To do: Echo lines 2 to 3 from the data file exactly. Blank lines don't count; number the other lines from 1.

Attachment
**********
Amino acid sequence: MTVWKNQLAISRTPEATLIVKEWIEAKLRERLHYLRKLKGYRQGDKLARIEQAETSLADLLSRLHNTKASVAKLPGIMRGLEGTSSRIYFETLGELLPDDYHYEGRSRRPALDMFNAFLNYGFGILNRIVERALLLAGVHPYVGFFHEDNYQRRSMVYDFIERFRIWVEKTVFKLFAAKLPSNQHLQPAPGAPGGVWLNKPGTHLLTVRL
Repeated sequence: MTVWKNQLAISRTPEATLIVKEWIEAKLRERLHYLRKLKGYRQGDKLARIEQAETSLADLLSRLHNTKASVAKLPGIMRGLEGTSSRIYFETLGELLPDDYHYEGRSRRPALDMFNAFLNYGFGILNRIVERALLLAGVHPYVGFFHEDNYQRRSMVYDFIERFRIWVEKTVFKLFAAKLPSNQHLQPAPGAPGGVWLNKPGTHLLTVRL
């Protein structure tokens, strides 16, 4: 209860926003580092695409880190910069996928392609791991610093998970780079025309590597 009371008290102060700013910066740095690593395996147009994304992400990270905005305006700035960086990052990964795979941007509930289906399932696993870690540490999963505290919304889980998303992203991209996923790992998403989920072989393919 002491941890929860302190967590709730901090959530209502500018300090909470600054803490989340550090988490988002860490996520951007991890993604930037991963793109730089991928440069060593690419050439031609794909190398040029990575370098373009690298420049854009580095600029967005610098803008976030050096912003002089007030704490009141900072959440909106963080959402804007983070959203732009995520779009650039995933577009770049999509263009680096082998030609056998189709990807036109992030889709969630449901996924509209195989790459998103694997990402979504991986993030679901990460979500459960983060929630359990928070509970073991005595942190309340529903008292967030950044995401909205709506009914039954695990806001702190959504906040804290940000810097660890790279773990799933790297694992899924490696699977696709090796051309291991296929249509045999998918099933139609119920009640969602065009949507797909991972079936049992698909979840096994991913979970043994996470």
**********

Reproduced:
Repeated sequence: MTVWKNQLAISRTPEATLIVKEWIEAKLRERLHYLRKLKGYRQGDKLARIEQAETSLADLLSRLHNTKASVAKLPGIMRGLEGTSSRIYFETLGELLPDDYHYEGRSRRPALDMFNAFLNYGFGILNRIVERALLLAGVHPYVGFFHEDNYQRRSMVYDFIERFRIWVEKTVFKLFAAKLPSNQHLQPAPGAPGGVWLNKPGTHLLTVRL
């Protein structure tokens, strides 16, 4: 209860926003580092695409880190910069996928392609791991610093998970780079025309590597 009371008290102060700013910066740095690593395996147009994304992400990270905005305006700035960086990052990964795979941007509930289906399932696993870690540490999963505290919304889980998303992203991209996923790992998403989920072989393919 002491941890929860302190967590709730901090959530209502500018300090909470600054803490989340550090988490988002860490996520951007991890993604930037991963793109730089991928440069060593690419050439031609794909190398040029990575370098373009690298420049854009580095600029967005610098803008976030050096912003002089007030704490009141900072959440909106963080959402804007983070959203732009995520779009650039995933577009770049999509263009680096082998030609056998189709990807036109992030889709969630449901996924509209195989790459998103694997990402979504991986993030679901990460979500459960983060929630359990928070509970073991005595942190309340529903008292967030950044995401909205709506009914039954695990806001702190959504906040804290940000810097660890790279773990799933790297694992899924490696699977696709090796051309291991296929249509045999998918099933139609119920009640969602065009949507797909991972079936049992698909979840096994991913979970043994996470």